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Feature Article
February 2002

Deploy And Deliver:
Media Servers And Softswitch-Enabled Services In The New Network


Back in the early-to-mid-1980s, there was a lot of debate in the world of telephony over a proposed new architecture. This new architecture proposed smart endpoints as new building blocks -- endpoints that could control the network to create their own features. Companies that made terminals were excited by this idea. Early adopters were hyped up, and both trade journals and consumer electronics magazines wrote about the Integrated Services Digital Network (ISDN) as though it were the greatest thing to ever happen in communications.

Somewhere along the way, that train derailed.

I remember speaking with many network executives about the promise offered by ISDN at the time. Each of them made similar comments, �You�ll never put that in my network. If the consumer can create the services, then I can�t bill for them, and the real money in networks is the services. Minutes are a commodity business.�

Today, we face a similar question: How will the networks make money? If SIP endpoints that take removable media become the norm -- if I can buy the next great service at the local electronics store and just plug it into my phone -- what�s in it for the networks?

The need for network services will never go away. No matter how smart the endpoints, no matter what capabilities some will have, the basis for the services the consumer will buy will be the network capabilities. There are simply too many features that are better handled by the network.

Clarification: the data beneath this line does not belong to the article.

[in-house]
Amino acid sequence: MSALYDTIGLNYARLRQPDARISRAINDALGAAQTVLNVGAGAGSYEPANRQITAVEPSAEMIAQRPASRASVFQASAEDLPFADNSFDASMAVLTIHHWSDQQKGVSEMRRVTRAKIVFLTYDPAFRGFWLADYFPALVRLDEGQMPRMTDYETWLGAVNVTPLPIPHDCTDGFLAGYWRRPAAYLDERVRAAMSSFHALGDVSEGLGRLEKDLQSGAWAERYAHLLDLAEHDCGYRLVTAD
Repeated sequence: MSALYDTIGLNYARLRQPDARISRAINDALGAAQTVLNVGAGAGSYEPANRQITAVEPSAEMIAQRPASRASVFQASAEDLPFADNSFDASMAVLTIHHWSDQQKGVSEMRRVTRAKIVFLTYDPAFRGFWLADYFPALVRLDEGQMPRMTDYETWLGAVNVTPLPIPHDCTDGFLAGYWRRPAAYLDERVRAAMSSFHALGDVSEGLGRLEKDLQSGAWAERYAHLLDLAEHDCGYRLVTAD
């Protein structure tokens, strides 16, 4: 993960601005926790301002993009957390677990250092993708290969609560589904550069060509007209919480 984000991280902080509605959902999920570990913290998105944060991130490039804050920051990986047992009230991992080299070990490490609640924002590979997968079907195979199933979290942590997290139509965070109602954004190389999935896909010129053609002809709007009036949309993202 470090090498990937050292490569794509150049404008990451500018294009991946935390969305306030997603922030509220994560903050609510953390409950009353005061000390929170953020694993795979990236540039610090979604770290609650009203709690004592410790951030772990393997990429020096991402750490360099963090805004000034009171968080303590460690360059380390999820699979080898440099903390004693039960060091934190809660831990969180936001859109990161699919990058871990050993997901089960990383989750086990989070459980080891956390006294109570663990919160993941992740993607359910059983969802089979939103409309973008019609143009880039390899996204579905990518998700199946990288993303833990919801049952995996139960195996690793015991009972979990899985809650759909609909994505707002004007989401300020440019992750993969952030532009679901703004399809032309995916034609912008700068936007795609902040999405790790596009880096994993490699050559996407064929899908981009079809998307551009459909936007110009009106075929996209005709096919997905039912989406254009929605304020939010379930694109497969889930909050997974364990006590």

There are also many unresolved issues with the smart endpoint model. How can I upgrade all the endpoints of my network? Will Microsoft�s version of the feature work with AOL�s version? Will the version sold in France work with the version sold in China, or will language and addressing differences cause incompatibilities? If the two ends are using different, incompatible codecs (a-law/�-law, G.723/G.729), where will transcoding occur?

Issues that affect the ability to move services to the edges include security, privacy, and the FCC�s CALEA requirements. While there are solutions proposed for meeting these requirements, not all vendors have embraced them.

For some kinds of terminating service features that only affect one subscriber, some of these questions won�t apply. For others, they are very important. Bandwidth is not unlimited, mixing and transcoding services are not free, or even all that easy. So how will all of this be done?

In the network model generally used throughout the International Softswitch Consortium (ISC) and other standards bodies, there are three components involved in services and applications: the feature server, the application server, and the media server.

The Feature Server
The feature server, often built into a call agent/softswitch, is the functional component that provides call-related features. Capabilities such as call forwarding, call waiting, and last call return, if implemented in the network, are implemented in the feature server. The feature server works closely with the call agent, and may call upon the media server to provide these services. These features do not require the subscriber to explicitly request them but tend to be triggered within the call handling logic.

Take the last call return feature. While there are at least two common variants on this feature in the PSTN today, the one we are describing is when the user picks up the phone, dials *69, and hears, �The number that last called you was 303-555-1212. Press 1 to return this call.�